Quote by Bjarne
So long that time multiplied with speed, is a valid equation, both observer cannot agree about the circumstance of the same orbit.
Right?
So you can sit on the Earth and calculate the orbit of the Earth and you will get a certain result. – You will believe this is 100 % true.
A ISS inhabitant can do the same from his perspective,  and from the exact same orbit, he also will believe his result is absolute right about the circumstance just calculated.
But since time is not the same, (and I assume we agree speed is the same) – we have now 2 different circumstances,  these can’t be the same.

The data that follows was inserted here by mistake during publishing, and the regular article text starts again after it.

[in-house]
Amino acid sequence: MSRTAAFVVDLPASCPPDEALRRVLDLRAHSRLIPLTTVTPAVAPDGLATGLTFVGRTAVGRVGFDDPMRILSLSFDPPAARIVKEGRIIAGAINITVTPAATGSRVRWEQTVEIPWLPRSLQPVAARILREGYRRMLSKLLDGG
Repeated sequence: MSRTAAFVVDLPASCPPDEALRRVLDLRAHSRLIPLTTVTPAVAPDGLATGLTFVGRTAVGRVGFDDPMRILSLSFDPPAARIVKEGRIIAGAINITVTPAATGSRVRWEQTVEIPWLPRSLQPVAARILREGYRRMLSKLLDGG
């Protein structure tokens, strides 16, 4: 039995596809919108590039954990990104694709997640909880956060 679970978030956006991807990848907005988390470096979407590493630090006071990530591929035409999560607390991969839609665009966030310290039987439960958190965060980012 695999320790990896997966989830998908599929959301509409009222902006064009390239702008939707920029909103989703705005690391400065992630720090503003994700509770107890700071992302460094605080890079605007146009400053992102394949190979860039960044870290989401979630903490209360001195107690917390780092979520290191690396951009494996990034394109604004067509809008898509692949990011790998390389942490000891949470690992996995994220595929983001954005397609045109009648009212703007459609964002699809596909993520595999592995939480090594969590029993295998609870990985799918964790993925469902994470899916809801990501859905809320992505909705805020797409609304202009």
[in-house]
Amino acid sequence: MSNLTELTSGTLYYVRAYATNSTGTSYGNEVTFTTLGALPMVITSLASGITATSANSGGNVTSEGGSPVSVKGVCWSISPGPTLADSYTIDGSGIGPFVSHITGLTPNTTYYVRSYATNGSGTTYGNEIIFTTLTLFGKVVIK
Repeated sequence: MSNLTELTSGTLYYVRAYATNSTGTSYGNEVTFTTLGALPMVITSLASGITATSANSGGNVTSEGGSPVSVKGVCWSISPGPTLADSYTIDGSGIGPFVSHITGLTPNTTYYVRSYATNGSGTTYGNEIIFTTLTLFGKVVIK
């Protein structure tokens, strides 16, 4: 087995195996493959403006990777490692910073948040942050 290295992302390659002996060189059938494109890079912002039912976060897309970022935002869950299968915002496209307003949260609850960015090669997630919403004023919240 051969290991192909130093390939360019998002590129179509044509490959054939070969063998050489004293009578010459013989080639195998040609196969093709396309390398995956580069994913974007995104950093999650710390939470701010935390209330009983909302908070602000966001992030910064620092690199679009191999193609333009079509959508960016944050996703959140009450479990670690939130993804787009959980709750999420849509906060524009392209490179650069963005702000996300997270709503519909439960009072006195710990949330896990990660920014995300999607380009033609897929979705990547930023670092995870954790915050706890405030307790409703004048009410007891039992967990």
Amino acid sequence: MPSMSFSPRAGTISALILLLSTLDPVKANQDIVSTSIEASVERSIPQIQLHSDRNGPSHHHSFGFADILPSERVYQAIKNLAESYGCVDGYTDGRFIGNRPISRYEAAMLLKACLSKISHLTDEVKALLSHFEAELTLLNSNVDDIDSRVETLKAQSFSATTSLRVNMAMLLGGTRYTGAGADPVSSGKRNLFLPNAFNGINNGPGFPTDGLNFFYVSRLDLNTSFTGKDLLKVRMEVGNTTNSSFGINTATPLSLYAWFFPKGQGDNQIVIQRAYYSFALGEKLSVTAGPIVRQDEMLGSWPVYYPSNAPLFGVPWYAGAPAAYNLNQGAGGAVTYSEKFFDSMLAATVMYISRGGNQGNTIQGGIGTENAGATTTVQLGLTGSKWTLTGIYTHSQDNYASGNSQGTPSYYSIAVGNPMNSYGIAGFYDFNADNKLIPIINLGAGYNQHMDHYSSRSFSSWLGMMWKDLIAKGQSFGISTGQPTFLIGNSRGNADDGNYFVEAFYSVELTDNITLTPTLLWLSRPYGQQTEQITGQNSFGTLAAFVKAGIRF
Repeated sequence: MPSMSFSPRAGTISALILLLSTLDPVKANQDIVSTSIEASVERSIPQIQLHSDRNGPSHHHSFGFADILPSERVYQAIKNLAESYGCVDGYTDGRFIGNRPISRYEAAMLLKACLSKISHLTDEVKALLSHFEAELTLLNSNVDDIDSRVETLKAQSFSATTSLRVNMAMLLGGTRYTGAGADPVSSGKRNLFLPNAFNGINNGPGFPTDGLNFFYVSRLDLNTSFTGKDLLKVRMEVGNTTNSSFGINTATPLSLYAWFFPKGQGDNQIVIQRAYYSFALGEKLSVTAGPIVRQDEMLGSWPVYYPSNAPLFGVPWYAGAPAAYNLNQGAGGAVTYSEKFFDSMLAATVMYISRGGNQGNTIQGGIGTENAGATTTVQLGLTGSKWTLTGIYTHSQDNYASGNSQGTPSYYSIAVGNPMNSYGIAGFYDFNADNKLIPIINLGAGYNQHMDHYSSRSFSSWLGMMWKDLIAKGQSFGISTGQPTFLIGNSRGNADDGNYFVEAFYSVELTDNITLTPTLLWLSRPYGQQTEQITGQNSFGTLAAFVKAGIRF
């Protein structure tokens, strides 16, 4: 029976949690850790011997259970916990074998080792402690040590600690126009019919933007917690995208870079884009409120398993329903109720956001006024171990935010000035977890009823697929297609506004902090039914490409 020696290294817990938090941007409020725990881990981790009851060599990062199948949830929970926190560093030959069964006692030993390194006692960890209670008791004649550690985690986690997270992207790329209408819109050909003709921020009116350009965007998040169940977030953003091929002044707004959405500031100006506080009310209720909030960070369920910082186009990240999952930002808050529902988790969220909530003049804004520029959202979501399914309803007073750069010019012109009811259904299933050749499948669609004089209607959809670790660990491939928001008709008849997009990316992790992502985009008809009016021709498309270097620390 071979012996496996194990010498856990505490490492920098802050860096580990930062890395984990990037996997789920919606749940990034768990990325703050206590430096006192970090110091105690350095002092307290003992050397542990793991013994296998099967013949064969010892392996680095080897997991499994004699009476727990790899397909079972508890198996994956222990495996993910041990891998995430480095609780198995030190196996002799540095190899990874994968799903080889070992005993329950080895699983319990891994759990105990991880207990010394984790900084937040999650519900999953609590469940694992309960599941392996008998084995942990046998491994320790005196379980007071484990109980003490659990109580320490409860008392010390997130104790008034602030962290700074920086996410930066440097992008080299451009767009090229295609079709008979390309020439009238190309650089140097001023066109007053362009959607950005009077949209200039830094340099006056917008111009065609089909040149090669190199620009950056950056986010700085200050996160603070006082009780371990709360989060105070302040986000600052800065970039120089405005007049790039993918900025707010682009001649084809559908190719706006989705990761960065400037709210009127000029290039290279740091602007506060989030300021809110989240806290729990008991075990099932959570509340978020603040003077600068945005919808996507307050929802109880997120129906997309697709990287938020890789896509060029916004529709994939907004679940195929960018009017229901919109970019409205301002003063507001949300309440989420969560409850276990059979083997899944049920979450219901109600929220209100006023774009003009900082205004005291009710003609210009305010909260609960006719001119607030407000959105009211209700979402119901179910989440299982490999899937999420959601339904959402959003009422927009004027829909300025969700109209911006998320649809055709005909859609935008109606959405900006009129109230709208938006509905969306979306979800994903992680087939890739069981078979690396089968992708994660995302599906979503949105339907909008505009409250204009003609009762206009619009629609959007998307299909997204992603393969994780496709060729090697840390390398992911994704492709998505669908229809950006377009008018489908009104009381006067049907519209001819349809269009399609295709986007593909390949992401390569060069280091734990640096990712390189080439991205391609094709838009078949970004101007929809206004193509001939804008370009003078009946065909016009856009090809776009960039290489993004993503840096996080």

So who is wrong and who is right?
I mean do you believe the orbit of the Earth can be both 250 billion km and also 500 billion km ?
It doesn’t sound logical  and hence hard to buy.

There is a race track near my town. One driver, racing for team ISS, stays always on the outside edge of the race track, and the other, racing for team Earth, stays always on the inside edge of the race track.
Using their odometers they each measure the length of 100 billion laps around the
same track. One obtains a length of 250 billion km and the other 500 billion km.
So who is wrong and who is right? I mean, do you believe that the track can be both 250 billion km and also 500 billion km? It doesn't sound logical  and hence hard to buy.
Therefore, the laws of physics must clearly be different on the inside of the track and the outside.